The Full Federal Court today unanimously upheld the Australian Competition and Consumer Commission’s appeal in the matter of Australian Competition and Consumer Commission v Google Inc  FCAFC 49.
In this decision the Full Court found that Google had published advertisements on the results pages of their Australian website that were misleading and deceptive, or likely to mislead or deceive, in breach of Section 52 of the Trade Practices Act 1974.
The Full Court also ordered Google to put into place a consumer law compliance programme.
When the matter was first brought to the court, the ACCC alleged that Google had engaged in misleading or deceptive conduct in relation to a number of advertisements on Google’s search results page. The advertisements that were being complained about contained product names, business names, or details that were not associated with the advertiser – for example, a user would click on a advertisement for “Gucci” bags but were instead led to a competitor’s website instead. Essentially, those businesses bought the use of their competitor’s keywords.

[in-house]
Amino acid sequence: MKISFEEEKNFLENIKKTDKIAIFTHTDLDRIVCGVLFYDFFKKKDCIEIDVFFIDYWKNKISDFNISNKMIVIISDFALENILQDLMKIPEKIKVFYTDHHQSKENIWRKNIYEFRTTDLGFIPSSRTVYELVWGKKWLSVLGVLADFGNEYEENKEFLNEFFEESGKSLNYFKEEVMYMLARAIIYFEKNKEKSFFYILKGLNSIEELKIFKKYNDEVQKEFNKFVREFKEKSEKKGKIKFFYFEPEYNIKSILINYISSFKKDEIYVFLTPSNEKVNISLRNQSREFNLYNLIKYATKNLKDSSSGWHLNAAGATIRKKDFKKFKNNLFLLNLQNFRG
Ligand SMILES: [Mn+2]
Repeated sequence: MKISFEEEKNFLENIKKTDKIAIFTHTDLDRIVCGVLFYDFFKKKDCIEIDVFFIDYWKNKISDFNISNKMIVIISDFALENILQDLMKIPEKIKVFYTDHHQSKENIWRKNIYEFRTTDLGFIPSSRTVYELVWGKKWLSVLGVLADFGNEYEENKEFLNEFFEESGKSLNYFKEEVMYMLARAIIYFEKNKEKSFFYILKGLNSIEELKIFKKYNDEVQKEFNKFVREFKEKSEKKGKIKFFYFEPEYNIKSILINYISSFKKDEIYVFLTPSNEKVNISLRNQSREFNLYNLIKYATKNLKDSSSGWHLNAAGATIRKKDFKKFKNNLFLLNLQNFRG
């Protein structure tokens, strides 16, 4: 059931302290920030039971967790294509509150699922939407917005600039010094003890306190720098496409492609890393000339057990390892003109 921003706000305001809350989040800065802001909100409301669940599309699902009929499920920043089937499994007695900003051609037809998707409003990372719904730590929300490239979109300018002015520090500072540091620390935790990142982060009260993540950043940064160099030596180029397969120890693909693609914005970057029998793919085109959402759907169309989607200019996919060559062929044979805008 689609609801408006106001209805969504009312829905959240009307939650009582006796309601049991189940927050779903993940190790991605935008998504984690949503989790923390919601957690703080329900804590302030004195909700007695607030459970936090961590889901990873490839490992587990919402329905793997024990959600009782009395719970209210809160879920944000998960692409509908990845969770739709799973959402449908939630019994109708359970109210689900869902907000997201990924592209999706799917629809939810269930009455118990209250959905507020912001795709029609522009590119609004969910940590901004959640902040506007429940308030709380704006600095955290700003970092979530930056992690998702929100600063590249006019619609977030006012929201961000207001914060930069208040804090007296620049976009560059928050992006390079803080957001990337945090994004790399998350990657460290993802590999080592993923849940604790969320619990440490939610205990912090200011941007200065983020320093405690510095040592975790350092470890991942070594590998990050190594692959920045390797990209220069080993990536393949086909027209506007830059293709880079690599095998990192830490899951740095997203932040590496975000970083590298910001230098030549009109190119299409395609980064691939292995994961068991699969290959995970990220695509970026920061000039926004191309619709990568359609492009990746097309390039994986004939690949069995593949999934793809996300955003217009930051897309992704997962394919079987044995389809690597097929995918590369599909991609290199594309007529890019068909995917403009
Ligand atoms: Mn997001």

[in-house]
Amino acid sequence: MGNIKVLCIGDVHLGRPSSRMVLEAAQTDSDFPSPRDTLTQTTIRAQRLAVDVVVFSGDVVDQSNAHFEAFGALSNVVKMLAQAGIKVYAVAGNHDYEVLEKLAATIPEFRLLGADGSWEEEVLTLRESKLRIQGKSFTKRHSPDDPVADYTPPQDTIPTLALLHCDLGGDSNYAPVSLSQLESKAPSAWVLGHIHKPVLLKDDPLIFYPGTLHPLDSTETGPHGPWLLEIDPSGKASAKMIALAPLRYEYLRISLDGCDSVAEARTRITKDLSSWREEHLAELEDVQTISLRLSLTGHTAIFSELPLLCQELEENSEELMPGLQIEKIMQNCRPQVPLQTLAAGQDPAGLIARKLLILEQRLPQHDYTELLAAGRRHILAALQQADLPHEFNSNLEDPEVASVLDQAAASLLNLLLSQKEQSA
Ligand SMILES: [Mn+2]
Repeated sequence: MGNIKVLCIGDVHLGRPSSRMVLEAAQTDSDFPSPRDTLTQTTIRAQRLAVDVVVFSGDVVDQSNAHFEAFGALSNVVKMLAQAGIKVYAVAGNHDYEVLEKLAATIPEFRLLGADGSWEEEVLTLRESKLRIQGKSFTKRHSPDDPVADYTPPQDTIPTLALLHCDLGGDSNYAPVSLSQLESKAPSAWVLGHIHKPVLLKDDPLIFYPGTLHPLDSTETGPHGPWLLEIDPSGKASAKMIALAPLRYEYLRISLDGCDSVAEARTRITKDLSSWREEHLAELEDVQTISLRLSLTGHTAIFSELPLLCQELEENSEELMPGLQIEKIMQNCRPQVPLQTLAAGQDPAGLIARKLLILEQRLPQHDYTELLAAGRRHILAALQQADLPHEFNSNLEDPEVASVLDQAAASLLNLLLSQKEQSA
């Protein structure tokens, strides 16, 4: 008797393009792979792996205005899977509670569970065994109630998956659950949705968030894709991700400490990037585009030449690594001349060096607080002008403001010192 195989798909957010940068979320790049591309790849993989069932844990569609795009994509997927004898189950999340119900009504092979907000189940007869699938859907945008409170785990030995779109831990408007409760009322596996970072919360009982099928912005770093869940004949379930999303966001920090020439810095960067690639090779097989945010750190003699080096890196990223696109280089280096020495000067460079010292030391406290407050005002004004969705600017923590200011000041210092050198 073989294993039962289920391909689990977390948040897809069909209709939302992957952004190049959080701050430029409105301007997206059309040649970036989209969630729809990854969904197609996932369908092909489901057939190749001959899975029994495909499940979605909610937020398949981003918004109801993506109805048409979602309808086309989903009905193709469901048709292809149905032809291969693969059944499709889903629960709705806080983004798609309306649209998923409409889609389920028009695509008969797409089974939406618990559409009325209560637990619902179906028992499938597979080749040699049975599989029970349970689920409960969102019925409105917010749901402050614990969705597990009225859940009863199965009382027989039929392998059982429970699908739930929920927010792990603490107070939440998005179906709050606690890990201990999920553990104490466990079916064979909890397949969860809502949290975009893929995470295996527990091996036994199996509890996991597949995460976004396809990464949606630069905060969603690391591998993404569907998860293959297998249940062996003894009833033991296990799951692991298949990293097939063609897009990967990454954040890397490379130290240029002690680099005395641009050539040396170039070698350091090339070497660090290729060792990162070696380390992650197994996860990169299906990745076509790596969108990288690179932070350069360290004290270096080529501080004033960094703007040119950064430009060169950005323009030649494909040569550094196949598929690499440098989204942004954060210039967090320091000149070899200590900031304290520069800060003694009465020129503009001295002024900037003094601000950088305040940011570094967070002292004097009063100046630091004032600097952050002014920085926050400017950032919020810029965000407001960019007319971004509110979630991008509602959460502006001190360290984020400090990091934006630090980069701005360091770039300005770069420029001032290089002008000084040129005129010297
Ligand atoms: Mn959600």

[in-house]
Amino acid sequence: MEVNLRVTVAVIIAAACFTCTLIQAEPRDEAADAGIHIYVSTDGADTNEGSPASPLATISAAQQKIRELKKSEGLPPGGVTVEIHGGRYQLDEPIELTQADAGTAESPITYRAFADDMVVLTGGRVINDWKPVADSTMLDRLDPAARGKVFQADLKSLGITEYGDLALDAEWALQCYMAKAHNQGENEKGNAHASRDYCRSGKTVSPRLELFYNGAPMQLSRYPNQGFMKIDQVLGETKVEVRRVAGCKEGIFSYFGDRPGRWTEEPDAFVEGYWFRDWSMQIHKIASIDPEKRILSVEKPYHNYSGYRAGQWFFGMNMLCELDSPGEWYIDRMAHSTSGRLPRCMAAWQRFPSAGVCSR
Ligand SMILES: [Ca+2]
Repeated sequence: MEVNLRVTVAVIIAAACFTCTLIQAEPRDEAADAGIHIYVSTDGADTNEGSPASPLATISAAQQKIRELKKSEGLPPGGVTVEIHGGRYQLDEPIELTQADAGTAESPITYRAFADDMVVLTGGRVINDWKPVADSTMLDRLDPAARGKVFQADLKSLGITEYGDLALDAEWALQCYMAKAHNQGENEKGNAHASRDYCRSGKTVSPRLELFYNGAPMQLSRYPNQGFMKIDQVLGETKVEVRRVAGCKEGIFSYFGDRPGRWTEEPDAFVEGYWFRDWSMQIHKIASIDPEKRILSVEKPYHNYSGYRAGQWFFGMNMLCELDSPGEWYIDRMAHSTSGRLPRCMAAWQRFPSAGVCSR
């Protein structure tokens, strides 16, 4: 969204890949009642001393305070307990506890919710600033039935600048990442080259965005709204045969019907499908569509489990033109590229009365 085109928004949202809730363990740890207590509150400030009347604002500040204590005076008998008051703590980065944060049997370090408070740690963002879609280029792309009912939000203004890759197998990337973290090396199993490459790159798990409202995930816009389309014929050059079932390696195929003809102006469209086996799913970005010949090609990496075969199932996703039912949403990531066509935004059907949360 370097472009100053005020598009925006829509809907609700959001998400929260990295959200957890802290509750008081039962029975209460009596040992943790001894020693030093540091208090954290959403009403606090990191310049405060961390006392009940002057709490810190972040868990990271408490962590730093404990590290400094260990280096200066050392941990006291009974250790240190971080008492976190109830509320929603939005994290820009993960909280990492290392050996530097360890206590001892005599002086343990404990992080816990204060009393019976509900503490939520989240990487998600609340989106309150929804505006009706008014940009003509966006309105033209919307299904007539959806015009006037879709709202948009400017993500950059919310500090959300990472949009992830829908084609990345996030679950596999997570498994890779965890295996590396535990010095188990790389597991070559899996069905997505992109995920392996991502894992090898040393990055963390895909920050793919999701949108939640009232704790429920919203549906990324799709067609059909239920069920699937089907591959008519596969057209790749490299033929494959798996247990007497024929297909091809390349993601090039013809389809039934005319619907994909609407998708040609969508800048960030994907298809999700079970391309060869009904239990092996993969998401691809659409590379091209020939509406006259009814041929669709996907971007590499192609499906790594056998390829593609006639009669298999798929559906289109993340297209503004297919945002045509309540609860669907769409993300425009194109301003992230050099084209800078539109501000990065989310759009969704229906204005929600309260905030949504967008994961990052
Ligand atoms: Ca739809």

The first judge to hear the case thought that Google had not made those representations and Google merely communicated representations made by the advertiser. Justice Nicholas ruled that Google did not breach the Trade Practices Act.
The ACCC appealed the primary judge’s decision in relation to four of the eleven advertisements pleaded at first instance.
The central issue for determination on appeal was whether the primary judge made a mistake in finding that Google did not “make” the representations contained in the four advertisements the subject of the appeal. On appeal, the ACCC was successful and the decision of the lower court was reversed.
The Full Court considered:
“Here Google created the message which it presents. Google’s search engine calls up and displays the response to the user’s query. It is Google’s technology which creates that which is displayed. Google did not merely repeat or pass on a statement by the advertiser: what is displayed in response to the user’s search query is not the equivalent of Google saying here is a statement by an advertiser which is passed on for what it is worth.”
While this is a cautionary tale for advertisers, we consider that this ruling primarily affect search engines or other electronic advertisers who tailor make their advertising to suit match their user’s search enquiries. It goes without saying that you should never use your competitor’s advertising or branding. The ACCC will catch on – and it’s likely that Google will be a lot more stringent in checking if your SEO strategy is legitimate.